Labor day is getting closer and you to want to make your birthing experience as smooth as possible. You wonder if you’re overthinking it: Surely births happen all the time “in the wild” without all the white-coat medical staff, hospital walls, bright lights, encouragement to push. Doesn’t the kid just come out on their own at some point?
Well, yes — kind of. You might be thinking of the fetal ejection reflex. Let’s take a look at how it works when “nature takes its course” — and why it may be ideal for some but isn’t for everyone.
The fetal ejection reflex, also known as the Ferguson reflex, is when the body “expels” a baby involuntarily — that is, without forced pushing on your part.
How does it work? Well, as you approach your big day, the density of oxytocin receptors in your uterus increase as much as 200-fold. This means that your uterus is perfectly primed to react to this hormone. During the process of giving birth, your body releases oxytocin in pulses, and the receptors stimulate contractions.
The contractions thin and dilate the cervix — by pulling it upwards — and then move your baby down the birth canal. As pressure on the cervix and in the birth canal increases, neural pathways send messages to the brain to release more oxytocin. The additional oxytocin leads to two or three powerful contractions of the uterus that eject your baby into the world.
So if birth without pushing is possible (notice that we didn’t say without pain), why haven’t most of us experienced it?
Take a look at nature — mammals birth in a place where they feel sheltered and safe. That’s because the fetal ejection reflex happens naturally when these animals feel safe and supported.
In other words, think of it like hanging up a “do not disturb” sign. If you feel frightened or threatened, your body sends out the stress hormone catecholamine to shut down the natural labor process, and therefore the fetal ejection reflex doesn’t get triggered.
Not surprisingly, research draws parallels between the labor-intensive experiences of giving birth and running a marathon. Although your hamstrings aren’t burning, plenty is happening to your body during the moments of fetal ejection.
The muscles of your uterus have already flexed upwards, pulling the tightly drawn cervix open. Now that your cervix is fully dilated, your body prepares for the final moments of birth. Your uterus flexes upward even further and then bears down pushing your baby out.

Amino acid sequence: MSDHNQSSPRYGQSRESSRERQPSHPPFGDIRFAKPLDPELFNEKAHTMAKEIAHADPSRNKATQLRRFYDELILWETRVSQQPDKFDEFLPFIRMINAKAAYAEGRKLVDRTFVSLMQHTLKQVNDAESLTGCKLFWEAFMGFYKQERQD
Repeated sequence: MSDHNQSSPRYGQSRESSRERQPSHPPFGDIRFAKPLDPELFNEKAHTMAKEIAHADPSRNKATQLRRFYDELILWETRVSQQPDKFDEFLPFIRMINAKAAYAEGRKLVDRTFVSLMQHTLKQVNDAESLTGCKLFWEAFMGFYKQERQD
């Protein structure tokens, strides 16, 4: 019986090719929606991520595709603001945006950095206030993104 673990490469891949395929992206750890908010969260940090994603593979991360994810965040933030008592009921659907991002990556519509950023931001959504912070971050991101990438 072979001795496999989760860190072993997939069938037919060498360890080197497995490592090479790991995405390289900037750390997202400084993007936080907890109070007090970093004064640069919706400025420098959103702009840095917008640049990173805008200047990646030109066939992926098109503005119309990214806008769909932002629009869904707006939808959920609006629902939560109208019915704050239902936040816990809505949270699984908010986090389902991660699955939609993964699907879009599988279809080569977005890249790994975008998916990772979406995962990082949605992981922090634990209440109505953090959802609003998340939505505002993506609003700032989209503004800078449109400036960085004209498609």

At this point, you may feel an urge to move into an upright position, to lean over the back of the raised bed, or to move onto your knees in a crawling position. Expect to feel two or three powerful thrusts before your baby emerges.
When you enter labor, your uterus becomes a highly coordinated, strongly contracting organ. Changes in the density and activity of ion channels and pumps in the cells of the muscles of the uterus allow the needed biochemical processes to take place. The hormone noradrenaline helps activate the oxytocin receptors.
Oxytocin is released in brief, intermittent, high-frequency bursts. It seems that a feedback loop is built: The pressure of your baby against the birth canal stimulates the release of oxytocin which causes the uterine muscles to push the baby further down.
This in turn leads to increased pressure in the canal, which leads to another firing of oxytocin. The cycle continues until, voilà, your baby emerges.
The fetal ejection reflex is exactly that — a reflex. And that means that it’s something you can’t voluntarily control. It may take you by surprise and you may feel overwhelmed by it.
As your body exerts itself to the fullest, you may grunt involuntarily. Call these sounds the shouts of victory.
Michel Odent, a researcher who studied pregnant people in labor, pointed out that giving birth is “
Many hospital settings work against this premise simply because of how things run. You’re disturbed continually by machines, procedures, and midwives and doctors (who are sometimes accompanied by students).
Intrusions may hinder the natural birthing process by forcing your prefrontal cortex into action instead of letting your hindbrain, which is responsible for reflex actions, rule the roost. Your body reacts to the intrusions and the general lack of privacy by putting out stress hormones that stop labor.
Note, though, that we’re not suggesting hospital settings are bad, especially for those with potentially dangerous birthing complications. Hospitals and modern medicine have significantly improved maternal and infant mortality rates.
Is the fetal ejection reflex something that you want to experience in your birth? It depends. If you’re drawn towards giving birth naturally with as little intervention as possible and have had an uncomplicated pregnancy, this may well be for you.
Some people who have experienced the fetal ejection reflex report feeling that the birth happened almost by itself. Certainly a win!
However, if you’re uncomfortable about letting a reflex contribute significantly to your birth, you may want to let your birthing team guide you according to hospital procedures. And of course, if you’re high risk for complications, a hospital setting may be your safest bet.
As you prepare for birth, you’ll want to discuss your labor and delivery wishes with your medical team. Here’s a list of some of the questions you may want to ask:
- Who will be with me during the birth?
- Which pain interventions are available if I decide I want something?
- Does the birthing room have a tub?
- Will I be allowed to stand or get on my hands and knees if I feel the sudden need to?
- What is hospital protocol concerning medical students accompanying doctors?
- Will the lights be dimmed during labor and when will the lights be switched on?
- Is there a music system available?
While not always possible, experiencing the fetal ejection reflex can be magical. But remember: However you give birth, meeting your little one will make it all worth it.